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Soil Layers

Homes and buildings are built on top of the foundation, which sometimes rests in different layers of soil.

When the earth as we know it was being formed, wind, glacial deposits, and erosion created different layers of soil. Builders can contribute to creating additional layers of fill soil when they move hills to pave way for construction sites.  

Let’s look at five types of soil layers so you can understand how they came into existence. 

Soil layers

What Are Soil Layers? 

The term “soil layers” refers to a soil horizon that runs parallel to the soil surface. Each layer of soil has unique biological and chemical characteristics from the preceding or subsequent layer. Soil layers gain strength and stability with time. Water, wind, glaciers, and human activity all have a hand in the formation of soil layers.  

Some layers of soil are good for construction, while others are hotbeds for structural problems. Your Denver, CO, home is likely built across different layers of soil. Each layer has a different depth and characteristics to suit various types of structures. 

Different Types of Soil Layers 

Fill Soil 

With a lot of construction work going on, soil for foundations is becoming scarce. Sometimes, builders are forced to bring in soil from other locations to cover up hollows and depressions in the ground. The soil taken from a different area is called fill soil. 

Fill soil supplies a sturdy base for construction work. It consists of a mixture of rocks, clay, and sand which provide more stable construction material. It’s mostly used for large construction projects and landscaping. It’s used to level up the ground around the foundation area and fix water drainage issues. Fill soil also secures the ground and retains walls.  


Also known as load-bearing strata, bedrock is a solid layer of the earth. It’s made up of sandstone, limestone, and other types of rocks. It’s stable and weather resistant. The bedrock can be exposed or buried under the soil, sometimes going hundreds of feet deep.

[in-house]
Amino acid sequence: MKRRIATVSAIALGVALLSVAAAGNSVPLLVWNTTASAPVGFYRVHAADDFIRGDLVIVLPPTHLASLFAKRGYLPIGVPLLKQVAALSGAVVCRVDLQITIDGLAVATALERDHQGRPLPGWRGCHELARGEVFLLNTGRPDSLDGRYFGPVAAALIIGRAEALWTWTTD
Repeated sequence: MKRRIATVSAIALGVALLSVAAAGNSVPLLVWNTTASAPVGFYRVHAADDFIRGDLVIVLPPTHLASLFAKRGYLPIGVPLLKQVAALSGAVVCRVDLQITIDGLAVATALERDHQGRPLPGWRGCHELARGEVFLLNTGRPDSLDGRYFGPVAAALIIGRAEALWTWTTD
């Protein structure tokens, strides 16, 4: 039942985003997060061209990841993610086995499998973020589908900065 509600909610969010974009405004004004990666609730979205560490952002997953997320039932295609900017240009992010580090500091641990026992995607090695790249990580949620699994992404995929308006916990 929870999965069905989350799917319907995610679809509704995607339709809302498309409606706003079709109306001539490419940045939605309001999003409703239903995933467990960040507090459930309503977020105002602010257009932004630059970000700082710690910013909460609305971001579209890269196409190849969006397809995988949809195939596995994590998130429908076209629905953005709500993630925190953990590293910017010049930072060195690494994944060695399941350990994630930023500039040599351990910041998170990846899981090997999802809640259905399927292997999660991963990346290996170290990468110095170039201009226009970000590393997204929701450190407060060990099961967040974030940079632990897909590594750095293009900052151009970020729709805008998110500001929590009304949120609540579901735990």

Bedrock provides an excellent base for heavy buildings. In areas where the soil is shifty or weak, foundation contractors usually drive piers into the bedrock to bolster the foundation. 

Wind Deposits 

Wind can also wear away the soil surface (abrasion) or carry with it fine particles of silt and clay from the ground. These deposits are known as loess. With time, the deposit can become thick. Such soils are fertile and used for farming. 

Glacial Deposits 

When a glacier recedes, it can deposit drift along the land surface, including different rock materials, ranging from small clay sediments to unsorted rock debris, and sand, gravel, and coarse particles. These rock materials can form soil layers that can aid construction. Some of the deposits are washed away by running water and deposited in lakes. It’s good to identify the type of soil formation on the ground before you start any construction work. 

Erosion Soil 

Wind, ice, and running water can dislodge surface soils, especially topsoil, and move them away. Over time, these forces can lead to weathering. Erosion often leads to soil degradation with the most common being the loss of nutrients and organisms that help hold the soil layers in place. 

Lucky for you, there are many ways to stop soil erosion before it damages your foundation or interferes with ongoing construction. Landscaping and stabilizing the slope in your land are two of the recommended techniques. If your home’s foundation rests on top of unstable soils, it will settle within no time. This can lead to cracks and other structural problems that can make your home unsafe. Complete Basement Systems can help you stabilize the foundation so it can support your entire house as it’s supposed to. To get started, schedule a free foundation repair inspection today.

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